Different kinds of government student loans are available, so understand what’s involved.
Before You Get a Federal Student Loan for Truck Driving School
Thoroughly check out the truck driver training school before you apply for any loans to attend.
Visit the school, including the classroom and range where you will be receiving your instruction.
Make sure that the school has the proper accreditation.
(Unfortunately, some instructors may hang out a shingle to teach students how to drive a truck and don’t have the proper credentials or safeguards in place.)
In the course of checking out the school, we recommend that you get an itemized list of all your costs, including but not limited to:
- room (housing) while in school;
- food (if the school feeds you);
- allowance (to cover meals or other incidentals); and
- anything else (like drug screening).
Don’t under any circumstances take on a federal student loan or other government student loan to start truck driver training school if there is no way that you’ll be hired to drive a truck.
One had to take care of an old unpaid ticket; another had an MVR with lots of violations (an automatic disqualifier)!
Make sure you qualify to drive a truck in your state, and preferably nationwide.
One resource used to answer the eligibility question regarding federal student loans.
studentaid.ed.gov/sa/ (no longer online)
Types of Student Loans That Are Available
We recommend that you do not limit your choice of a truck driver training school simply based upon the amount of a federal student loan you can obtain.
Other types of financial assistance may be available, such as a Pell grant, a private loan or another grant.
You may wish to explore these additional sources of loans:
- Federal Perkins Loan Program (may no longer be available);
- PLUS Loans (Parent Loans) (may no longer be available);
- Stafford Loans (may no longer be available);
There used to be a comparison chart listing all three.
Understanding the Terms of Your Federal Student Loans
Make sure you understand all the terms of your federal student loan, including but not limited to:
- the full amount of your loan,
- the interest rate,
- the payback period, and
- pre-payment options.
Repaying Your Federal Student Loans
In the event that you are not able to complete your course of study, will a refund be available or will you be responsible to pay any part of your loan back?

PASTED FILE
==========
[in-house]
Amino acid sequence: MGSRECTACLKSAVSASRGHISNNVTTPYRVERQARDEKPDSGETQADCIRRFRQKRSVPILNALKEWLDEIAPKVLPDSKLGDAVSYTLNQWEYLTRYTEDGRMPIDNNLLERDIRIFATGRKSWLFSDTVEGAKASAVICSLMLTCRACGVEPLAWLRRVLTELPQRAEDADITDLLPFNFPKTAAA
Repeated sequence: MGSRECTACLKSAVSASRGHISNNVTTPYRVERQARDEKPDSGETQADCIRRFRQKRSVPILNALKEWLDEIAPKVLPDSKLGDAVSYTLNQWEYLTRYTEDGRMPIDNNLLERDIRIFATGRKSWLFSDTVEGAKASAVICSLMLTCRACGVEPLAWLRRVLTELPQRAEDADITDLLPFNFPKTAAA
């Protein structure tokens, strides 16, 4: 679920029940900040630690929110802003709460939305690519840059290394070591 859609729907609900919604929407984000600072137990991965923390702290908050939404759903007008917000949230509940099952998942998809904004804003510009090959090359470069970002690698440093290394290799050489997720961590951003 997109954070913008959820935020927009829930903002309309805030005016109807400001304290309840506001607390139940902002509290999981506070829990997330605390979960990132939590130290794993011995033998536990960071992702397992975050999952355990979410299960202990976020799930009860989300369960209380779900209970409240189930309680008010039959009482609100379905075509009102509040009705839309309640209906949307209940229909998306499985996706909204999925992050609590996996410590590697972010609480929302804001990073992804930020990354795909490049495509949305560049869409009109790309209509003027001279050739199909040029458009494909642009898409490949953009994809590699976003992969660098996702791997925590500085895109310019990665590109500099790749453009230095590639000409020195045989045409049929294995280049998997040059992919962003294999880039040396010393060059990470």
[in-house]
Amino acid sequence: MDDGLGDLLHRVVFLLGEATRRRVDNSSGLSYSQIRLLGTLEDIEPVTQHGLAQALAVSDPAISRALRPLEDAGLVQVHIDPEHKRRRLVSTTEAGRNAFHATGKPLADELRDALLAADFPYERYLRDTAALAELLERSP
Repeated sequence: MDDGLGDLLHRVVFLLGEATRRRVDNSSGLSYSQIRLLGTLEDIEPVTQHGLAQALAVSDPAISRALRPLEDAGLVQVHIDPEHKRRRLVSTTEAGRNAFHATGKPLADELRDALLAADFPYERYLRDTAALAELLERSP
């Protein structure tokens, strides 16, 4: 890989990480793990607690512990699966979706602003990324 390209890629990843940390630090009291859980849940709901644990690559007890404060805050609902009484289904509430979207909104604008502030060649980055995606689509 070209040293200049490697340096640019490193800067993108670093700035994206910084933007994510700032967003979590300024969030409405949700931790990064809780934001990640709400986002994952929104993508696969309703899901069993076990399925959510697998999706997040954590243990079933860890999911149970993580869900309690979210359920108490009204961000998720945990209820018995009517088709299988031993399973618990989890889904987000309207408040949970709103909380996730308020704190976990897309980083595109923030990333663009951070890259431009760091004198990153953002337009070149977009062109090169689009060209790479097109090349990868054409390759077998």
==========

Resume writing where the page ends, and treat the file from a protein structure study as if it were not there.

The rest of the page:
Make sure you know before you take on a loan.
Also, throughout the course of paying back your loan, be aware that your loans may be sold to another business. (Ours were.)
If you have everything in writing and you keep excellent records, you’ll be in good shape.
These calculators used to be able to help you:
- Federal Student Aid website
Our Experience in Repaying Federal Student Loans
At the time we were paying off our student loans — and being “homeless” — we had only two options available for storing our loan paperwork:
- in our rented self-storage unit or
- with us in the truck.
We chose to keep it with us in the truck in a file box, together with our checkbook, envelopes and stamps.
Of course, if you have a home support team back home, you may choose to leave your paperwork at home.
We paid back our student loans as fast as we could. We made sure that we kept immaculate records.
For each of the four loans we had (two apiece), we were given a booklet of payment stubs (similar to checks, but in reverse).
Each time we made a payment, we used one of the stubs and carefully wrote down
- the date the payment was made,
- the amount of the payment, and
- any additional directions, such as applying the excess payment to principal only (not interest).
By pre-paying the principal, we were able to save a lot of money in interest.
Not only that, but the faster we paid off our debt, the faster we were able to apply the money that we were spending on debt toward other things.
You can do the same.
If you have not already done so, we recommend that you do some budget planning to plan out repayment of all of your student loans.
If You Defaulted on Repaying Your Student Loans
After we graduated from truck driver training school, we went to work for Swift, undergoing a 6-week training course under different trainers.
Vicki’s trainer Bill told her that he had defaulted on his truck driver training school student loan.
It seemed as though he was proud of not paying back what he owed on his federal student loans!
We strongly urge you not to take this attitude.
You will want to do the honorable thing and pay back what you owe in a timely manner.
You may not think that your credit score is very important now, but it could become very important if you ever want to buy a car, a home or a truck (if you’re thinking of becoming an owner-operator).
Protect your credit score by making at least the minimum payments on your student loans.
These two links describe how bad it is to default on federal student loans: FinAid and StudentAid.ed.gov.
In the event that you have already defaulted on any other kind of student loan, here are some tips.
While we cannot recommend these resources because we did not use them, they may help you learn about federal students loans for truck driver training schools.
We have listed them here in alphabetical order; those associated with the U.S. Department of Education are labeled as such.
- Free Application for Federal Student Aid (U.S. Department of Education)
- Student Aid on the Web (U.S. Department of Education)
- Student Loan Network
- 8 things to know about federal student loans
Money saving tip: If you get any other kind of financial assistance that requires repayment, we encourage you to save as much interest as possible by paying off your debt as fast as possible.
We personally had loans for about $14,000 and diligently worked to pay them off in 1½ years. Getting rid of that debt was a great relief.